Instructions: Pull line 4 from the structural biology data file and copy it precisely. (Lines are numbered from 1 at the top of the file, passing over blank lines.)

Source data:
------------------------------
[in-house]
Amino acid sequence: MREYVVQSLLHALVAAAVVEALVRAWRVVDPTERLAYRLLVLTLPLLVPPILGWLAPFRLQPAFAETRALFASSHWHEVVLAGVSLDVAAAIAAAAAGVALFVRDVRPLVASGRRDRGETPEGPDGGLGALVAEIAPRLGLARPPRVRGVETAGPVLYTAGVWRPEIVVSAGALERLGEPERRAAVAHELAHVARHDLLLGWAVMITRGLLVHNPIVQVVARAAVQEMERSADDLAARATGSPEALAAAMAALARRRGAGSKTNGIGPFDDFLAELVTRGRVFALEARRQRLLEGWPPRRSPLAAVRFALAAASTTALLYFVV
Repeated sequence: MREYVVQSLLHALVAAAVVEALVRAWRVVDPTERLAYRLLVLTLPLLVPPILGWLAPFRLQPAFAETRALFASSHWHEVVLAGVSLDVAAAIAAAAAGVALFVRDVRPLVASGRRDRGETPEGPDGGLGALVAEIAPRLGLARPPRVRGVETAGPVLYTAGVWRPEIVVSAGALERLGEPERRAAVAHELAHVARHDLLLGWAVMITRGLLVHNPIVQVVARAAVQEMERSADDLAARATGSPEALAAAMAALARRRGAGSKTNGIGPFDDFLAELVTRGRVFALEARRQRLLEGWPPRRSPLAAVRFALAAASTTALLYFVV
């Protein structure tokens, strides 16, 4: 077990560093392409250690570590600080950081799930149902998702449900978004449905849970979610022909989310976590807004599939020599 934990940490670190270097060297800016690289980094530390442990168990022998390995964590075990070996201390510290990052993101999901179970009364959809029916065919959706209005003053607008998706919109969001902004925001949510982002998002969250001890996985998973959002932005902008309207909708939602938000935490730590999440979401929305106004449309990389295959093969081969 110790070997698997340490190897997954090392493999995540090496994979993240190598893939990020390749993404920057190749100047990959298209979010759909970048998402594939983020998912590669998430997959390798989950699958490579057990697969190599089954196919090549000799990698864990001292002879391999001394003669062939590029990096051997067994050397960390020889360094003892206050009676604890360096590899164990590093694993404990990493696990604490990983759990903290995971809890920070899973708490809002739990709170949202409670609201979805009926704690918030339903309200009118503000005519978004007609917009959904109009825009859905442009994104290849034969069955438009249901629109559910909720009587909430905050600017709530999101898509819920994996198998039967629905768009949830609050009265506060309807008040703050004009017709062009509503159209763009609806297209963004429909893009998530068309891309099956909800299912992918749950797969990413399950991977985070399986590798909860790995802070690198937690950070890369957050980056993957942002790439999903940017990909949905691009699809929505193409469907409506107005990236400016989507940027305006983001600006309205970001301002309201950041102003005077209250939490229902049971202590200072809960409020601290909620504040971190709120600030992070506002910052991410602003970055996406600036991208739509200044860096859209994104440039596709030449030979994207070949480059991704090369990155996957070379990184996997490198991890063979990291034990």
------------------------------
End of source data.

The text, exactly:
């Protein structure tokens, strides 16, 4: 077990560093392409250690570590600080950081799930149902998702449900978004449905849970979610022909989310976590807004599939020599 934990940490670190270097060297800016690289980094530390442990168990022998390995964590075990070996201390510290990052993101999901179970009364959809029916065919959706209005003053607008998706919109969001902004925001949510982002998002969250001890996985998973959002932005902008309207909708939602938000935490730590999440979401929305106004449309990389295959093969081969 110790070997698997340490190897997954090392493999995540090496994979993240190598893939990020390749993404920057190749100047990959298209979010759909970048998402594939983020998912590669998430997959390798989950699958490579057990697969190599089954196919090549000799990698864990001292002879391999001394003669062939590029990096051997067994050397960390020889360094003892206050009676604890360096590899164990590093694993404990990493696990604490990983759990903290995971809890920070899973708490809002739990709170949202409670609201979805009926704690918030339903309200009118503000005519978004007609917009959904109009825009859905442009994104290849034969069955438009249901629109559910909720009587909430905050600017709530999101898509819920994996198998039967629905768009949830609050009265506060309807008040703050004009017709062009509503159209763009609806297209963004429909893009998530068309891309099956909800299912992918749950797969990413399950991977985070399986590798909860790995802070690198937690950070890369957050980056993957942002790439999903940017990909949905691009699809929505193409469907409506107005990236400016989507940027305006983001600006309205970001301002309201950041102003005077209250939490229902049971202590200072809960409020601290909620504040971190709120600030992070506002910052991410602003970055996406600036991208739509200044860096859209994104440039596709030449030979994207070949480059991704090369990155996957070379990184996997490198991890063979990291034990």